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Remember research? The recollection isn’t as easy as it used to be.

The popularity of research peaked during the The Great Curiosity, an era in which people actually wanted to learn things, before knee-jerks and quick answers gained political and popular favor. The era of The Great Curiosity was followed by the era of Just Do It (which only Nike was astute enough to brand), in which knowledge succumbed to opinion; meaning was sublimated to dogma; understanding was replaced by aimless hyperkineticism; and progress was shelved when output triumphed over outcomes.

Do we have responsibility? Yes. Do we have authority? No. Just do it.

Like the addicted gambler who constantly returns to the poker game he knows is crooked because it’s the only game in town — we accept secondary, tertiary, and/or anecdotal research as a basis for our decision-making. If the stakes are low enough — or if we’re already convinced of the correctness of our parochial opinions — we don’t even bother with that:

Hey, Fido, do you like this?
Good boy. Neither do I.

We’re not big on tips around here. But we have a few suggestions to share on this topic:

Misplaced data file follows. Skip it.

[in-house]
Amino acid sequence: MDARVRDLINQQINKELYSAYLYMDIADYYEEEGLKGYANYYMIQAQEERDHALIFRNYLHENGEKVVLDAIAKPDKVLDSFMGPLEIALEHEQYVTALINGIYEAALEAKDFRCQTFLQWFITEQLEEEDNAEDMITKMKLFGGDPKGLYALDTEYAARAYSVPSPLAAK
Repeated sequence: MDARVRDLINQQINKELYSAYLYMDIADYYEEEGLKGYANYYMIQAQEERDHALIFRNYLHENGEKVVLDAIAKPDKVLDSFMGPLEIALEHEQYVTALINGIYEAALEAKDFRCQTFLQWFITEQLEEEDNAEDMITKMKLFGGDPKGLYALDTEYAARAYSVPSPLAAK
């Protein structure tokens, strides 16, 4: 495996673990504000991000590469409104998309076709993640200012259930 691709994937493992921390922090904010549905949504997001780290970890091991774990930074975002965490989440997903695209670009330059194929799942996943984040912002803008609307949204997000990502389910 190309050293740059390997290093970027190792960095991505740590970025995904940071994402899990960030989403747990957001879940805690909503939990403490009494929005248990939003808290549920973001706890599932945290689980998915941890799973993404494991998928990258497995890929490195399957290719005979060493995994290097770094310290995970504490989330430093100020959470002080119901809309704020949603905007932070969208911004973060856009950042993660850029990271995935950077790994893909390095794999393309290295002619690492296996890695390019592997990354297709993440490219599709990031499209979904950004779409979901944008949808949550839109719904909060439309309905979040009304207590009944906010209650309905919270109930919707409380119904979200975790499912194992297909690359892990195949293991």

• We have at our disposal a virtually limitless source of information, comprising innumerable contributors from all over the world, accessible through one application, the proper noun for which has become a verb: Google. That source can be accessed here and here. (WARNING! BAD WORDS!) How about we use it?
  • If we don’t want to conduct broader Web searches, how about we at least consult Wikipedia?
  • If we haven’t conduct any research at all, can we stop pretending we have? No one believes it anyway

And one more little tidbit: We all love excuses. We all have responses at the ready for why we haven’t done something, why someone else should have done it, what we thought was supposed to happen, why our not having done it won’t make the slightest difference at all, or what we were doing while we weren’t doing what we were supposed to have been doing.

Put a sock in it.

We’re certainly capable of falling for almost anything en masse. But we’re not gullible enough (yet) to believe the dog ate your Google.